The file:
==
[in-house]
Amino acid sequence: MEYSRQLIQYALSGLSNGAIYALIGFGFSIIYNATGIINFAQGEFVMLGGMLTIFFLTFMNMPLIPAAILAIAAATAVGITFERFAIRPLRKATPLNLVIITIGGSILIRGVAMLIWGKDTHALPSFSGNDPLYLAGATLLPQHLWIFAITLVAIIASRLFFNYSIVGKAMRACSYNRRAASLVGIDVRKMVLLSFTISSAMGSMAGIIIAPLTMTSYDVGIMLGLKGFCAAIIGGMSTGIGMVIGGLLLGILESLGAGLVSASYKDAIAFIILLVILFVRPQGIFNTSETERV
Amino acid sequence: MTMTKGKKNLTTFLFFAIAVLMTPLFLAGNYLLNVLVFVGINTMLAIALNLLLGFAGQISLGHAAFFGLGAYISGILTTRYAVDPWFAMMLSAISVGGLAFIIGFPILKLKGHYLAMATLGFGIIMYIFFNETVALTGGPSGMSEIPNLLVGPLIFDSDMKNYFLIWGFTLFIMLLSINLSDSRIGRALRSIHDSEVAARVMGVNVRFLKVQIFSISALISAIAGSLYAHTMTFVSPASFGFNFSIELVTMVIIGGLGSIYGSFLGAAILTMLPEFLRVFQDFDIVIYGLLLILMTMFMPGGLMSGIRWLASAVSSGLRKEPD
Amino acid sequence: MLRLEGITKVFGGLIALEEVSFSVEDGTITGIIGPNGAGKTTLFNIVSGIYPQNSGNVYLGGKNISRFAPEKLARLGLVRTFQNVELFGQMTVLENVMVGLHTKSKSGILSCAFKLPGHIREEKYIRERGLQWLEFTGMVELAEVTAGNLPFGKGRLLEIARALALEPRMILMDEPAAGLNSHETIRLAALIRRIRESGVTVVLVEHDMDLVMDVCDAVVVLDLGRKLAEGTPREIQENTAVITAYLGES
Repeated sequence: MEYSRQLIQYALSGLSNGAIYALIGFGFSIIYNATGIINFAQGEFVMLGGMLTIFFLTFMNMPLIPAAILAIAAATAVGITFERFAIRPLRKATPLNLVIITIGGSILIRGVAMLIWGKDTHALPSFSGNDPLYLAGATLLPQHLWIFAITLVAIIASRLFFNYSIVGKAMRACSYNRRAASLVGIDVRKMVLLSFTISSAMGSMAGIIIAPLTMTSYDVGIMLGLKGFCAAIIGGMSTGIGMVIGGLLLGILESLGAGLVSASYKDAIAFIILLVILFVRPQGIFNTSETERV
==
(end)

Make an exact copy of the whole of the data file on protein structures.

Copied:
[in-house]
Amino acid sequence: MEYSRQLIQYALSGLSNGAIYALIGFGFSIIYNATGIINFAQGEFVMLGGMLTIFFLTFMNMPLIPAAILAIAAATAVGITFERFAIRPLRKATPLNLVIITIGGSILIRGVAMLIWGKDTHALPSFSGNDPLYLAGATLLPQHLWIFAITLVAIIASRLFFNYSIVGKAMRACSYNRRAASLVGIDVRKMVLLSFTISSAMGSMAGIIIAPLTMTSYDVGIMLGLKGFCAAIIGGMSTGIGMVIGGLLLGILESLGAGLVSASYKDAIAFIILLVILFVRPQGIFNTSETERV
Amino acid sequence: MTMTKGKKNLTTFLFFAIAVLMTPLFLAGNYLLNVLVFVGINTMLAIALNLLLGFAGQISLGHAAFFGLGAYISGILTTRYAVDPWFAMMLSAISVGGLAFIIGFPILKLKGHYLAMATLGFGIIMYIFFNETVALTGGPSGMSEIPNLLVGPLIFDSDMKNYFLIWGFTLFIMLLSINLSDSRIGRALRSIHDSEVAARVMGVNVRFLKVQIFSISALISAIAGSLYAHTMTFVSPASFGFNFSIELVTMVIIGGLGSIYGSFLGAAILTMLPEFLRVFQDFDIVIYGLLLILMTMFMPGGLMSGIRWLASAVSSGLRKEPD
Amino acid sequence: MLRLEGITKVFGGLIALEEVSFSVEDGTITGIIGPNGAGKTTLFNIVSGIYPQNSGNVYLGGKNISRFAPEKLARLGLVRTFQNVELFGQMTVLENVMVGLHTKSKSGILSCAFKLPGHIREEKYIRERGLQWLEFTGMVELAEVTAGNLPFGKGRLLEIARALALEPRMILMDEPAAGLNSHETIRLAALIRRIRESGVTVVLVEHDMDLVMDVCDAVVVLDLGRKLAEGTPREIQENTAVITAYLGES
Repeated sequence: MEYSRQLIQYALSGLSNGAIYALIGFGFSIIYNATGIINFAQGEFVMLGGMLTIFFLTFMNMPLIPAAILAIAAATAVGITFERFAIRPLRKATPLNLVIITIGGSILIRGVAMLIWGKDTHALPSFSGNDPLYLAGATLLPQHLWIFAITLVAIIASRLFFNYSIVGKAMRACSYNRRAASLVGIDVRKMVLLSFTISSAMGSMAGIIIAPLTMTSYDVGIMLGLKGFCAAIIGGMSTGIGMVIGGLLLGILESLGAGLVSASYKDAIAFIILLVILFVRPQGIFNTSETERV